We have written about the Strata Law reforms before, however our friends at Clinch Long Letherbarrow Lawyers have written a great article on the NSW Strata Law Reforms that we wanted to share with you.
The article summarises the key changes the new laws are expected to bring. These include:
- By-laws – under the new regulations there will be a new model by-law standard that can be adopted by strata schemes with every scheme being required to review its by-laws within 12 months of the legislation enactment date
- Smoke Drift – the new model by-laws are proposing to address smoke drift issues which will allow an owners corporation to apply to the tribunal for orders to deem smoke drift into another lot or common property as a nuisance or hazard;
- Pets – current by-laws have confusing rules which allow an owners corporation to have complete final say on pet issues. Under the model by-laws, a single by-law will replace all existing pet issues, which will require any owners to get approval from the owners corporation for keeping a pet. An owners corporation will not be able to unreasonably refuse any request from an owner to keep pets, and an owner will be allowed to dispute at a tribunal if unreasonably refused;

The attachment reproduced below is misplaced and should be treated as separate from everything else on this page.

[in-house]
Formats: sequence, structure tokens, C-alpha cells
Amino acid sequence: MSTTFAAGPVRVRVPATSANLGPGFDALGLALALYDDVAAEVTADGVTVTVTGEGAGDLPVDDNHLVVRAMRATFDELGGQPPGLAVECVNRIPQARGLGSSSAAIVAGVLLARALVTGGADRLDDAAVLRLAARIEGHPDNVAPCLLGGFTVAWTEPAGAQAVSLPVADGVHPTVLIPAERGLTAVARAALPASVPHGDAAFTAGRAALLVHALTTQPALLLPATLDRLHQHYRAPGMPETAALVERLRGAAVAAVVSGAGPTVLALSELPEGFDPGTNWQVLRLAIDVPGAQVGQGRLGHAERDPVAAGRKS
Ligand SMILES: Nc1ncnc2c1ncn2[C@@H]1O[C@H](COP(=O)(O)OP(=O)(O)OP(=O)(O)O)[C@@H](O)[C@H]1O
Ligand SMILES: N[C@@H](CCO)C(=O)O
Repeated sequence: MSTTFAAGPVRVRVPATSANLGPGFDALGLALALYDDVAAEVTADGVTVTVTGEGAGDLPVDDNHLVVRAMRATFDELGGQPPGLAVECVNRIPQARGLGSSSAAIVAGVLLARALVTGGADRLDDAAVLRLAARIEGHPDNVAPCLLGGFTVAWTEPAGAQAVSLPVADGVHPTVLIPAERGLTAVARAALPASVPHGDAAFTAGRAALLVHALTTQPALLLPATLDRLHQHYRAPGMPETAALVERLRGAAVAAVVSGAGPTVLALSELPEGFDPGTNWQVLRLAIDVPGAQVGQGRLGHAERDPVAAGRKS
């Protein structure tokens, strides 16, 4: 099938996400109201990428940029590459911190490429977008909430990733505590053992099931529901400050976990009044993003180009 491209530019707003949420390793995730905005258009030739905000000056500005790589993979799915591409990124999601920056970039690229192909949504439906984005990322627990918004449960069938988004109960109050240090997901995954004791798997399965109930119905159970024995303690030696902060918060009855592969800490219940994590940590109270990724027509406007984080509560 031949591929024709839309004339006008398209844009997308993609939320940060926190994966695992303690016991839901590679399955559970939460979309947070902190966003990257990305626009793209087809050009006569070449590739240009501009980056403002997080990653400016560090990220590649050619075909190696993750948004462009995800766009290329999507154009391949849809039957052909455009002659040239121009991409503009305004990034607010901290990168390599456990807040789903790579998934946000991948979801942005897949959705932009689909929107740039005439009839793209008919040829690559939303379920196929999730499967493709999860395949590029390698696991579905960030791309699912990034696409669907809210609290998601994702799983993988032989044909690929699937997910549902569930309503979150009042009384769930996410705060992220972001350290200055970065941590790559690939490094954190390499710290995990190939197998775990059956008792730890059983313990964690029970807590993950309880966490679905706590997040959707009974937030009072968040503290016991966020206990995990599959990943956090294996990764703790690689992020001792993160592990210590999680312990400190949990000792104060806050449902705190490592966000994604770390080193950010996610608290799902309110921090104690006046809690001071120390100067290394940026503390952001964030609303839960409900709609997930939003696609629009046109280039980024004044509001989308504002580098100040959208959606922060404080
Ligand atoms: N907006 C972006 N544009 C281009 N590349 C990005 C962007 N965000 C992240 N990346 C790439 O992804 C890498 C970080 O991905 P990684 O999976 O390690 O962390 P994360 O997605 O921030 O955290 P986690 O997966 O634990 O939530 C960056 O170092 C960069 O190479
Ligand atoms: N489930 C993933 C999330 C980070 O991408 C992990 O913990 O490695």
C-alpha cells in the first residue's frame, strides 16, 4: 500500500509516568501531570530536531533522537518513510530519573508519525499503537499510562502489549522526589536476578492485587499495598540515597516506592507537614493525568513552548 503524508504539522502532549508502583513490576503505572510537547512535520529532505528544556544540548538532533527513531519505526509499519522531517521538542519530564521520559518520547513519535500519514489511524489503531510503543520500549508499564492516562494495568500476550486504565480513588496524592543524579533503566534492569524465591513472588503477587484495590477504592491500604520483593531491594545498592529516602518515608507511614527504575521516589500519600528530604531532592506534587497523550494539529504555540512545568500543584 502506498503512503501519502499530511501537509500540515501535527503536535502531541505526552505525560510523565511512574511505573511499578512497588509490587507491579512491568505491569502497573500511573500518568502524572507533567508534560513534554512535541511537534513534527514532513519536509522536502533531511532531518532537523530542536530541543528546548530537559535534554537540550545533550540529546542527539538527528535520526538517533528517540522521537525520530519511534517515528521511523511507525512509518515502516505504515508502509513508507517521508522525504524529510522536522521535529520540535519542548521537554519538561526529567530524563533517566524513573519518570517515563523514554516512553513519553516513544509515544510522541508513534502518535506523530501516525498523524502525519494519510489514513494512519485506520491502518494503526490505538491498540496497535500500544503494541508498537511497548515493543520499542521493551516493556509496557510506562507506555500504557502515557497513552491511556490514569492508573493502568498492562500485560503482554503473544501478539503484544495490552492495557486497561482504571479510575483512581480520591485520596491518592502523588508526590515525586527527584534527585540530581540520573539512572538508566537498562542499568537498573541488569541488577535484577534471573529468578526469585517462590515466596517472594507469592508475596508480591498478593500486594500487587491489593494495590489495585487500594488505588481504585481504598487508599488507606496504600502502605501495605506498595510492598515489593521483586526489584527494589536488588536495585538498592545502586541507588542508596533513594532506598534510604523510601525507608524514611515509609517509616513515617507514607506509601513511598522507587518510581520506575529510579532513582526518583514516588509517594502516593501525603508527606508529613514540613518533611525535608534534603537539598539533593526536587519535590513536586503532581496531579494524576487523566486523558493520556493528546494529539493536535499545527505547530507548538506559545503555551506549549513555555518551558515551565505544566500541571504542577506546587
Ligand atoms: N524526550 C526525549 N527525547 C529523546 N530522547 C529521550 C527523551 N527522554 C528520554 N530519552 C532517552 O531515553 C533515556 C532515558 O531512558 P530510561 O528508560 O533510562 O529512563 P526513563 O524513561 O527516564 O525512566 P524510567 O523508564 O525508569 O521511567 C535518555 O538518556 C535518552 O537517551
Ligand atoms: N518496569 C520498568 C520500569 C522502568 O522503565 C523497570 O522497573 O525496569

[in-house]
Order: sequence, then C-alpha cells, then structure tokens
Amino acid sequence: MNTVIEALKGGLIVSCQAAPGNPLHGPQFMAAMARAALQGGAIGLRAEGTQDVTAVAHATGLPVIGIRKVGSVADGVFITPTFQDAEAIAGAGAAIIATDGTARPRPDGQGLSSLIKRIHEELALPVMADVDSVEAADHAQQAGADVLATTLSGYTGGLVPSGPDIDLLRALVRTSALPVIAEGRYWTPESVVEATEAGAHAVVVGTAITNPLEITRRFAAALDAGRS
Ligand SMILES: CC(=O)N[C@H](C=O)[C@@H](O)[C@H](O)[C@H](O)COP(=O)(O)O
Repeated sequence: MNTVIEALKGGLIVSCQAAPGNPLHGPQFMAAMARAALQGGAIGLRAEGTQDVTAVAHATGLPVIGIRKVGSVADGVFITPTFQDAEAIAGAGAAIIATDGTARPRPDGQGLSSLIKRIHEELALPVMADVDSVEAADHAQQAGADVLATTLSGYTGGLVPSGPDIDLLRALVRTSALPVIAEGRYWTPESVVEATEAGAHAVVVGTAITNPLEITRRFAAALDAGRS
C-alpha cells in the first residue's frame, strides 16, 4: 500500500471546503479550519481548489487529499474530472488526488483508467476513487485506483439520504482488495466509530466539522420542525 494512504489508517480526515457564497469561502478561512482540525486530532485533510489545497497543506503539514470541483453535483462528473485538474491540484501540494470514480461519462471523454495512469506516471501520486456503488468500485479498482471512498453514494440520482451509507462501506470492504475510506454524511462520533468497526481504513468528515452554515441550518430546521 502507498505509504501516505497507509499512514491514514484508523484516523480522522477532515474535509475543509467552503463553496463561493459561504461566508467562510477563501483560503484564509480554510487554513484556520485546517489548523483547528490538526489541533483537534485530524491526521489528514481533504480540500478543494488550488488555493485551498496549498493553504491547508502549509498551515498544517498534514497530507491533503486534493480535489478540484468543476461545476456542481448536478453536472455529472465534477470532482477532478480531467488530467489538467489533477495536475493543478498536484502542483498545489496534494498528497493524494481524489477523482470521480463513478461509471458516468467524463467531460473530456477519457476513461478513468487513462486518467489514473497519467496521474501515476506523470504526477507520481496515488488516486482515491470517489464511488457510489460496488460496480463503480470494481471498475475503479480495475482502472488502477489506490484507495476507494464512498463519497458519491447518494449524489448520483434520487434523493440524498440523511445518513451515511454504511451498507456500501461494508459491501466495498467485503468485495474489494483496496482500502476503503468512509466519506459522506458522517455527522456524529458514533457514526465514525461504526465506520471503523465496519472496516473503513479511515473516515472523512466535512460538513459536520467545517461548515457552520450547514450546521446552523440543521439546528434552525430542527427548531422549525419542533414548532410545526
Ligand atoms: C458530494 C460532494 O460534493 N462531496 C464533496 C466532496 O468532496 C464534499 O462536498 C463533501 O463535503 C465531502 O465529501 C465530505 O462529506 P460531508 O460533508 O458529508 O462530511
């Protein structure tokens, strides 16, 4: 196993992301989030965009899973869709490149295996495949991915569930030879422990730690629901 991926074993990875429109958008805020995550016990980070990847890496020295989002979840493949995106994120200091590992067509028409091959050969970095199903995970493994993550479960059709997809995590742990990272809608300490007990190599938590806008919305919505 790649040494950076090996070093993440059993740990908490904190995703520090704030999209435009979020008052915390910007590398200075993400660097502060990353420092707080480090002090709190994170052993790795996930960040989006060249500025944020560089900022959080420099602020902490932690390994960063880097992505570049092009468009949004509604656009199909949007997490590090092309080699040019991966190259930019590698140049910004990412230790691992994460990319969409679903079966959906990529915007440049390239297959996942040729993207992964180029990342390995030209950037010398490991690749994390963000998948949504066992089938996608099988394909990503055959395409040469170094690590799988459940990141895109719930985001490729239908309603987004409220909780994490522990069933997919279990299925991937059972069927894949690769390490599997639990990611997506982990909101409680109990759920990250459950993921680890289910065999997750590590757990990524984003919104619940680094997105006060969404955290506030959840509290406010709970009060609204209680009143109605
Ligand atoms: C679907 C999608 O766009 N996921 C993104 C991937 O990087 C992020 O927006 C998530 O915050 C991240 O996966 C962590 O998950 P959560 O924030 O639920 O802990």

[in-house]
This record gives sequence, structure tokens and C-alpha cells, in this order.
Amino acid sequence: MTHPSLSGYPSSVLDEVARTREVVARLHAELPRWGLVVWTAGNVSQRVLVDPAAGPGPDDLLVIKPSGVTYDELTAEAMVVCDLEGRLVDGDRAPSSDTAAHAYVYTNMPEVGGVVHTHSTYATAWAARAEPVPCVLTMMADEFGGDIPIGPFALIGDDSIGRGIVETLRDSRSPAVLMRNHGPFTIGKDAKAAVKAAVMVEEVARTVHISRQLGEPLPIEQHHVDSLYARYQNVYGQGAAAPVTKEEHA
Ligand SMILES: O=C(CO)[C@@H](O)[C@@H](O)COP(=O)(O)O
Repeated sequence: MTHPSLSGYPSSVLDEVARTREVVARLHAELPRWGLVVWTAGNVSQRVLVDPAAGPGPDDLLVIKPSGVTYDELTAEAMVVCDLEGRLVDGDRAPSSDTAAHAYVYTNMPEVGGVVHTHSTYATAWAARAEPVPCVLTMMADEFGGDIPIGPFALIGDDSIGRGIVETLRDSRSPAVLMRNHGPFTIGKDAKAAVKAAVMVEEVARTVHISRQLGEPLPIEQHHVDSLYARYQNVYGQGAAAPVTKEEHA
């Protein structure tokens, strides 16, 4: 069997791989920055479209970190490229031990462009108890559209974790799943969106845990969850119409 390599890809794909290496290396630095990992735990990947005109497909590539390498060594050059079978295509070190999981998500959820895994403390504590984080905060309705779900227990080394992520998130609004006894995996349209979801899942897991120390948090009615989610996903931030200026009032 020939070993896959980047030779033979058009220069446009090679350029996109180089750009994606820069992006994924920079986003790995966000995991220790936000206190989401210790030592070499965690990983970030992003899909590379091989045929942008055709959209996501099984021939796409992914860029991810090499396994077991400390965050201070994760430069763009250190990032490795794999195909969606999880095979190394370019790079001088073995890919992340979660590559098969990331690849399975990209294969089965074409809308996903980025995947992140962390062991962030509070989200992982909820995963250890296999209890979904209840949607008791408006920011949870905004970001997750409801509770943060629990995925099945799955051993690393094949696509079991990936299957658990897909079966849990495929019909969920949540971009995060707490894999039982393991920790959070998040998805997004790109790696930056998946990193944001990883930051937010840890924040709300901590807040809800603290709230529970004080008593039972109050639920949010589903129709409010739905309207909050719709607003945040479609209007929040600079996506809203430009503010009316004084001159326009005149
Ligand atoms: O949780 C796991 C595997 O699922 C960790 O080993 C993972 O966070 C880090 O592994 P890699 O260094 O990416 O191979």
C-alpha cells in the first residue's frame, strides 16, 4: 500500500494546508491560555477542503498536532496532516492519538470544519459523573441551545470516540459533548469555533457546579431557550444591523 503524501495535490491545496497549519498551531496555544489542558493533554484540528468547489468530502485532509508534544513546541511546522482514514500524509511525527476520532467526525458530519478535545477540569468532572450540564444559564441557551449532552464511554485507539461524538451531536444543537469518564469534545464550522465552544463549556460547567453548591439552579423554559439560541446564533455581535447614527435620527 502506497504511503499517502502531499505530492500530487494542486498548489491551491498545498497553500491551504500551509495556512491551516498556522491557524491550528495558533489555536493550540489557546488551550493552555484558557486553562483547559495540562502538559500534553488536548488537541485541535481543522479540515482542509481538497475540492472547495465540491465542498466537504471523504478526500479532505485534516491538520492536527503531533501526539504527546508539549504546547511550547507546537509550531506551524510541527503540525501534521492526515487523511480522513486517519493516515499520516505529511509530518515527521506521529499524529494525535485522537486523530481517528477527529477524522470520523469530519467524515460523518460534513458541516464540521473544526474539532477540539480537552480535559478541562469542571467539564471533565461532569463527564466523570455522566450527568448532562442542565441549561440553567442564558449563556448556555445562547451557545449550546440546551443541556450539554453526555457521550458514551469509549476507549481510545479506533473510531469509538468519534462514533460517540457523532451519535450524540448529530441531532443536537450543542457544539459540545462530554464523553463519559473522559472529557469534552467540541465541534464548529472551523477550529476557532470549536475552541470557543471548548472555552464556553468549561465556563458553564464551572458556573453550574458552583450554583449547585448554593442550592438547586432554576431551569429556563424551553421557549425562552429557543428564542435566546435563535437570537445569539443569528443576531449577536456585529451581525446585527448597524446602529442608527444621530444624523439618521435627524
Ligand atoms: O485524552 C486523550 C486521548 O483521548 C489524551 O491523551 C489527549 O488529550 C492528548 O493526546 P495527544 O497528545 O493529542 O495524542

- Parking – unlike the present model by-laws, under the new legislation, an owners corporation will be allowed to better manage parking issues on common property by applying to the council for council officers to erect parking signs and issue fines. This will allow the owners corporation to take action against any offending owners;
- Collective Sale and Renewal – the new legislation is designed to make it easier for an owners corporation to establish a collective renewal and sale of buildings, allowing for lot owners to be empowered to realise the full potential of their strata building through a democratic and transparent process;
- Owners Renovations – Under the new model by-laws, owners will be allowed to make renovations to their lot. Cosmetic renovations (installing a picture hook) will not require approval from the owners corporation as in the current by-law system. Minor renovations (installing timber floors) will only require a 50% general resolution vote. Lastly, renovations affecting the external appearance of a lot will require a 75% special resolution vote; and
- Increasing Penalties – under the current laws, the maximum fine for a breach of by-law is $550. This will increase to $1,100.00. Further, if the Tribunal believes that a person has breached a by-law repeatedly, a fine of up to $2,200.00 will be able to be issued by the Tribunal. This will increase the effectiveness of enforcing by-law breaches.
Hit the link for the full article.